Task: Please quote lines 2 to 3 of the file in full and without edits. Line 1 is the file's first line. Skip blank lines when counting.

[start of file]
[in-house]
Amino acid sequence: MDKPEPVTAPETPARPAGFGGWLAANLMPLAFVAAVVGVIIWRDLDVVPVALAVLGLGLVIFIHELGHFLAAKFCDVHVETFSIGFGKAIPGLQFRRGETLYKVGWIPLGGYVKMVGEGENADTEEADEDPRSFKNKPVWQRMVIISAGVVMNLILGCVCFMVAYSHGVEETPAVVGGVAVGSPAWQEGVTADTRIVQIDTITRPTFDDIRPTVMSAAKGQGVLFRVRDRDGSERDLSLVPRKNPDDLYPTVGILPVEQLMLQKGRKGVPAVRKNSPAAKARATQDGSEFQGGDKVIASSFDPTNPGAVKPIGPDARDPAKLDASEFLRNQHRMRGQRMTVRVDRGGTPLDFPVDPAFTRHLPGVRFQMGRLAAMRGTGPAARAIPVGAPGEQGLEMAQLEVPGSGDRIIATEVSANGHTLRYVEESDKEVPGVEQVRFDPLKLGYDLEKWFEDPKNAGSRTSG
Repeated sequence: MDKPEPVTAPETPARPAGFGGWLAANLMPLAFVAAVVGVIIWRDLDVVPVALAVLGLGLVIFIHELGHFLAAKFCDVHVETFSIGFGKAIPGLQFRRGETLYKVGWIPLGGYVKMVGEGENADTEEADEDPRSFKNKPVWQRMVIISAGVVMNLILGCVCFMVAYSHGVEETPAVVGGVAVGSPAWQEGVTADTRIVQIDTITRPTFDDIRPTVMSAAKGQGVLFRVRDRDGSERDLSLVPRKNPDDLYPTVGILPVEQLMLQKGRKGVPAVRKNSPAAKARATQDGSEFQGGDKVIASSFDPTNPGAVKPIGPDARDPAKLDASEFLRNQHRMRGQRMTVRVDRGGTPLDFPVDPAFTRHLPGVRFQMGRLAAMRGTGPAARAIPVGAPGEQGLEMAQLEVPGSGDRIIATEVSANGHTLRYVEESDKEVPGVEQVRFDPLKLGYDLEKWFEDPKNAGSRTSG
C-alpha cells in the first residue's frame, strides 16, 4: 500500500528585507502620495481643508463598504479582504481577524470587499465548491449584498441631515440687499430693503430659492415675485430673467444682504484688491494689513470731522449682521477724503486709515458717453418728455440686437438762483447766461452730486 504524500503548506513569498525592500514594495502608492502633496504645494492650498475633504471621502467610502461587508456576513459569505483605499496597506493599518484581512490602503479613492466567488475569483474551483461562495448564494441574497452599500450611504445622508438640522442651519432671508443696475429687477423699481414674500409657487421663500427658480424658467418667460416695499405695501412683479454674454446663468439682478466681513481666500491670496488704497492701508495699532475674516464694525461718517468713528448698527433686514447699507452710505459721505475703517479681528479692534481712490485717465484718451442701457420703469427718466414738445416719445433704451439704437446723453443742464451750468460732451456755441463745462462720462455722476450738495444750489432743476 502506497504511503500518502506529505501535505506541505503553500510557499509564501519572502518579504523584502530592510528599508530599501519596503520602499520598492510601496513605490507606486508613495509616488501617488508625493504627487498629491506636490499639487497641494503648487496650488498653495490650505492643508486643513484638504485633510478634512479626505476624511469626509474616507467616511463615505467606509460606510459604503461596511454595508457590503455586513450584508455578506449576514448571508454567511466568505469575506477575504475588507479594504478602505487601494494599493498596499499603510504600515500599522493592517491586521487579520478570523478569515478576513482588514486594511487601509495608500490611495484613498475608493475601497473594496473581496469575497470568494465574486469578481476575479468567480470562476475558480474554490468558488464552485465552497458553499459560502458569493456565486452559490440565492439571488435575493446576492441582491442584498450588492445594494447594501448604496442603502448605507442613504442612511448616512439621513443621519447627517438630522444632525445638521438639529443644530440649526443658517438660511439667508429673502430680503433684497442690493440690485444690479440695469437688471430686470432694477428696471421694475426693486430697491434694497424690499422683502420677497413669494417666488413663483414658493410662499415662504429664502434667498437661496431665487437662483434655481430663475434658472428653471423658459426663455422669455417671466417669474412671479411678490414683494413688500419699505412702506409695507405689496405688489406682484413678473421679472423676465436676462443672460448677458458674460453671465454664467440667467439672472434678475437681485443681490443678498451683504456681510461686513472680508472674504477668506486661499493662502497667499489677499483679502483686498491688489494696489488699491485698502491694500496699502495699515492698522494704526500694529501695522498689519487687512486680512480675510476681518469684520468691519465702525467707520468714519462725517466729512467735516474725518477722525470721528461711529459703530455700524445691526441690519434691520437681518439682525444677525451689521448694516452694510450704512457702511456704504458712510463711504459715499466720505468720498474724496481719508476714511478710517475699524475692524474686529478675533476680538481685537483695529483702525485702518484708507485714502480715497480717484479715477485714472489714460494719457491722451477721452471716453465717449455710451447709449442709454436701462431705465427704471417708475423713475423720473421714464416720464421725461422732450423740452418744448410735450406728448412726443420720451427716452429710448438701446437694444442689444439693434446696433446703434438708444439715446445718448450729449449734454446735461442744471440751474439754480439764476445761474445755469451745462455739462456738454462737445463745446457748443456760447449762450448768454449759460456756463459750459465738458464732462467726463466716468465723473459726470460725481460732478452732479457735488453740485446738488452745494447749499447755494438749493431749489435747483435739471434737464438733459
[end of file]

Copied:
Amino acid sequence: MDKPEPVTAPETPARPAGFGGWLAANLMPLAFVAAVVGVIIWRDLDVVPVALAVLGLGLVIFIHELGHFLAAKFCDVHVETFSIGFGKAIPGLQFRRGETLYKVGWIPLGGYVKMVGEGENADTEEADEDPRSFKNKPVWQRMVIISAGVVMNLILGCVCFMVAYSHGVEETPAVVGGVAVGSPAWQEGVTADTRIVQIDTITRPTFDDIRPTVMSAAKGQGVLFRVRDRDGSERDLSLVPRKNPDDLYPTVGILPVEQLMLQKGRKGVPAVRKNSPAAKARATQDGSEFQGGDKVIASSFDPTNPGAVKPIGPDARDPAKLDASEFLRNQHRMRGQRMTVRVDRGGTPLDFPVDPAFTRHLPGVRFQMGRLAAMRGTGPAARAIPVGAPGEQGLEMAQLEVPGSGDRIIATEVSANGHTLRYVEESDKEVPGVEQVRFDPLKLGYDLEKWFEDPKNAGSRTSG
Repeated sequence: MDKPEPVTAPETPARPAGFGGWLAANLMPLAFVAAVVGVIIWRDLDVVPVALAVLGLGLVIFIHELGHFLAAKFCDVHVETFSIGFGKAIPGLQFRRGETLYKVGWIPLGGYVKMVGEGENADTEEADEDPRSFKNKPVWQRMVIISAGVVMNLILGCVCFMVAYSHGVEETPAVVGGVAVGSPAWQEGVTADTRIVQIDTITRPTFDDIRPTVMSAAKGQGVLFRVRDRDGSERDLSLVPRKNPDDLYPTVGILPVEQLMLQKGRKGVPAVRKNSPAAKARATQDGSEFQGGDKVIASSFDPTNPGAVKPIGPDARDPAKLDASEFLRNQHRMRGQRMTVRVDRGGTPLDFPVDPAFTRHLPGVRFQMGRLAAMRGTGPAARAIPVGAPGEQGLEMAQLEVPGSGDRIIATEVSANGHTLRYVEESDKEVPGVEQVRFDPLKLGYDLEKWFEDPKNAGSRTSG